Obsessed as I am with all things Italian, the thinly disguised text I set out to pen about Paolini at Goodman rapidly digressed into something bigger, and what I can only describe as a vanishing Italianate sensibility. I can even now feel myself sentimentalising a whole raft of artists who have disappeared or who may do so soon, and cannot but wonder what they have shown us and what we might lose in consequence of their sequential departures. After years of searching, seeing and researching, the names Parmiggiani, Fabro, Pistoletto, Paolini and Merz will resonate in my heart and brain for as long as I shall live and breathe.

Many have brilliantly articulated Arte Povera, but there is still something about the magical/material that arrests the senses and pricks the conscience. I would offer that my fascination is really formed of echoes emanating from the aortic rhythms of Italy during and after the Second World War. The near-starvation of the ‘red belt’ partisans, foraging for chestnuts and wild meat, bloody reprisals, wood smoke fires, marble statuary, more blood, flowers, and subsequently, fundamentally unresolved questions around Italy’s national identity poised over the Republic, like Damocles’ sword.

In the early 1980’s I remember being mesmerized on seeing a version of Luciano Fabro’s L’Italia d’oro for the first time, for me as an art student, it was a mind-boggling encounter, I had no idea how to take it. This characterization of Italy, hung inverted like some ironical heretical carcass, gilded and sacrificed, seemed to me at the time to be the epitome of a disrupted nationalism - an indictment of the body geo-politic.

So, does Paolini fit with this? The show at Goodman (15 March - 11 May 2019) is designed as a meticulous mise-en-scène, implicating the viewer as actor on some unimaginable physical plane, as if in some weird Dostoevskyan subterfuge. Paolini’s exhibition synthesises an unlikely combination of set of murals, installations and limited editions expressing the artist’s aesthetic and ideas about art and its representation, the figure of the artist, and the gaze of the beholder. In Cielo (2018) we drown simultaneously in a scene reminiscent of Magritte and La Louvre’s Pyramide, all in the company of a transparent plinth which puts us in an odd physical and intellectual place. In Caduta Libera (Suicida felice) - translates loosely as ‘Freefall (happy suicide)’ is a bizarre spectacle of the artist as magical performer, again displaced from planar reality, performed aerobatics against a wireframe spaceframe that has echoes of Bacon’s grotesque papal portraits. The Birth of Venus (2016) and In Flight, Icarus and Ganymede (2019) are sumptuously mystical, bathing in resplendent purple, velvet and light respectively.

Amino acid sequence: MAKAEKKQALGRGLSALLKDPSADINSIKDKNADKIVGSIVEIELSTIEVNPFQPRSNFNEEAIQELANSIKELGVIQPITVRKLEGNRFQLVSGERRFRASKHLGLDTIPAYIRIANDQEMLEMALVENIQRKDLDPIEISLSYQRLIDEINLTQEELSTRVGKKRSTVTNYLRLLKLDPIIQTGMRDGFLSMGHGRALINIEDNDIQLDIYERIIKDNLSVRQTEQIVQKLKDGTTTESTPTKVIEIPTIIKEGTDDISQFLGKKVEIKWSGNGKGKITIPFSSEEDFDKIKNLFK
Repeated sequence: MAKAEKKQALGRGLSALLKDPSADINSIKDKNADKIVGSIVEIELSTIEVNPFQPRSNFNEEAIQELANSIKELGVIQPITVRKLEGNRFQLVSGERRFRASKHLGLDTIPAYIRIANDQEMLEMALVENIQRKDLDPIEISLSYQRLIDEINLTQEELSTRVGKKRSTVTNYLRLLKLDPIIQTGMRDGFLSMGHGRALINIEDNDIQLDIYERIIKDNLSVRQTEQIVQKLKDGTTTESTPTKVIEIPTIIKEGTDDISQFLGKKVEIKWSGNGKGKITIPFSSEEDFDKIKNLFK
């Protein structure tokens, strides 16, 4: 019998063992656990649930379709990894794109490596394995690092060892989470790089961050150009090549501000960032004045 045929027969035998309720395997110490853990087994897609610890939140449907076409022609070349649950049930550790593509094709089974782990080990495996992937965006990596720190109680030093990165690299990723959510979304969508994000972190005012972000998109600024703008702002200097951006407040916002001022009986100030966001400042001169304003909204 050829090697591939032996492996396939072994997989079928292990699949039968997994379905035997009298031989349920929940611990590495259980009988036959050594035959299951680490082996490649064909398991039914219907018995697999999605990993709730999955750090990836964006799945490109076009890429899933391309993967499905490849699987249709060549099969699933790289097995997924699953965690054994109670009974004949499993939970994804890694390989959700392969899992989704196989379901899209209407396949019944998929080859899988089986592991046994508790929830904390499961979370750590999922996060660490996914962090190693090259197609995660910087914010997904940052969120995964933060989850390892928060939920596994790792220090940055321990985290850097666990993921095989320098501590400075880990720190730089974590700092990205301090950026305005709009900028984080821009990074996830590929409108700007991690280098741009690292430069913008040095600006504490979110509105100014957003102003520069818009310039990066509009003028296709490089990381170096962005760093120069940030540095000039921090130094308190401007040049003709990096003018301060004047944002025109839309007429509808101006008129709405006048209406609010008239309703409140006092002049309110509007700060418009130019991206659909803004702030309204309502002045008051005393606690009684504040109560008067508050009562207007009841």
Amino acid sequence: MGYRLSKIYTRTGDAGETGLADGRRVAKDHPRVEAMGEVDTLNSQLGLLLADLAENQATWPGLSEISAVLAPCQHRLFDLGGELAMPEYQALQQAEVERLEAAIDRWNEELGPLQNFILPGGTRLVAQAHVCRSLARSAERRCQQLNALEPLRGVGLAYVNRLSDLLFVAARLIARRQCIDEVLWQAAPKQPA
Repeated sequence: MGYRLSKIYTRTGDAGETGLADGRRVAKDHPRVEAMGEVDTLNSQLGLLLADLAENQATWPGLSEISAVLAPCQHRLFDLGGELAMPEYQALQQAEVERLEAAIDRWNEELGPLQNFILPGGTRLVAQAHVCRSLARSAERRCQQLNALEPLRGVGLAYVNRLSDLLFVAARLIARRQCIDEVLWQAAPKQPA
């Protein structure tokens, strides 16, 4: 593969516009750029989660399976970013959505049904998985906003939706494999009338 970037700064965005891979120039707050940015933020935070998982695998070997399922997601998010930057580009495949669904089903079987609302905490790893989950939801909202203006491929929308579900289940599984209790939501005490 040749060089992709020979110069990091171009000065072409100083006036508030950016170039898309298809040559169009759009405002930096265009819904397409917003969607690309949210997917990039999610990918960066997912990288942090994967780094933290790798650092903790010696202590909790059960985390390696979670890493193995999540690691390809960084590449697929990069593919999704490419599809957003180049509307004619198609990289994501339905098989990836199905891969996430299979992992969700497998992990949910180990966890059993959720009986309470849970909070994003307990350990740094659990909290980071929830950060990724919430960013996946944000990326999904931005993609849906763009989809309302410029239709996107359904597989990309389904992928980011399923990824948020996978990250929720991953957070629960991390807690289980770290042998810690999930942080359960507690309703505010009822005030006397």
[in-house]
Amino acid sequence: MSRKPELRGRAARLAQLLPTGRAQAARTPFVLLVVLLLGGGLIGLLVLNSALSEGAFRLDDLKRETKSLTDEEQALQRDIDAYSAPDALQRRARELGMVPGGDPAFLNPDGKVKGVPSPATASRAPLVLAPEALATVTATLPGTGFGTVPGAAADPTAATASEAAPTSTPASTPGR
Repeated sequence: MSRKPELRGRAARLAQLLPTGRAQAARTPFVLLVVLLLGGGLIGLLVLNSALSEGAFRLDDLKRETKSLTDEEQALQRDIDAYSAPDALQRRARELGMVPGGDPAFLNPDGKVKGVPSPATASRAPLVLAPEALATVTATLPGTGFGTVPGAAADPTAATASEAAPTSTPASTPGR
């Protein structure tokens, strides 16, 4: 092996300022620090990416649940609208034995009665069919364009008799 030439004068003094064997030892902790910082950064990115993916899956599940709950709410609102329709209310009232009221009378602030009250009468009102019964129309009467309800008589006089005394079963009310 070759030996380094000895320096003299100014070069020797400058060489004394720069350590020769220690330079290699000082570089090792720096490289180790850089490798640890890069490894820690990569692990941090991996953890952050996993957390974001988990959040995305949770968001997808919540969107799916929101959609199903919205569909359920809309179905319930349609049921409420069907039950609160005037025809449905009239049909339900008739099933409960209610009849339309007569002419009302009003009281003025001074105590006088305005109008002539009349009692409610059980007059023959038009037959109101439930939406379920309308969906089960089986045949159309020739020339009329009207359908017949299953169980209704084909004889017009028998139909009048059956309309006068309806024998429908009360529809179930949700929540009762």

The recurring temptation for experienced spectators is to smartly deploy any accrued historical associations at our disposal as we repeat and re-cite context as a way of momentarily fixing the meanings of art in time, attaching past and present significant events as if they were portals for insight. But these are Sirens we should resist around Paolini as much as anything. By way of reassurance to those who encounter his work, a knowledge of devilish detail is not the key to understanding or enjoyment here, but an open mind and a degree of diligence unhindered by a cell phone probably is.

Should you think I have softened and lapsed into a romantic advocacy of the timelessness of 20th Century Italian art, let me reassure you I have not; what I am proposing is that Paolini’s work has an enduring timeliness. Catch it while you can and whilst the pulse can still race.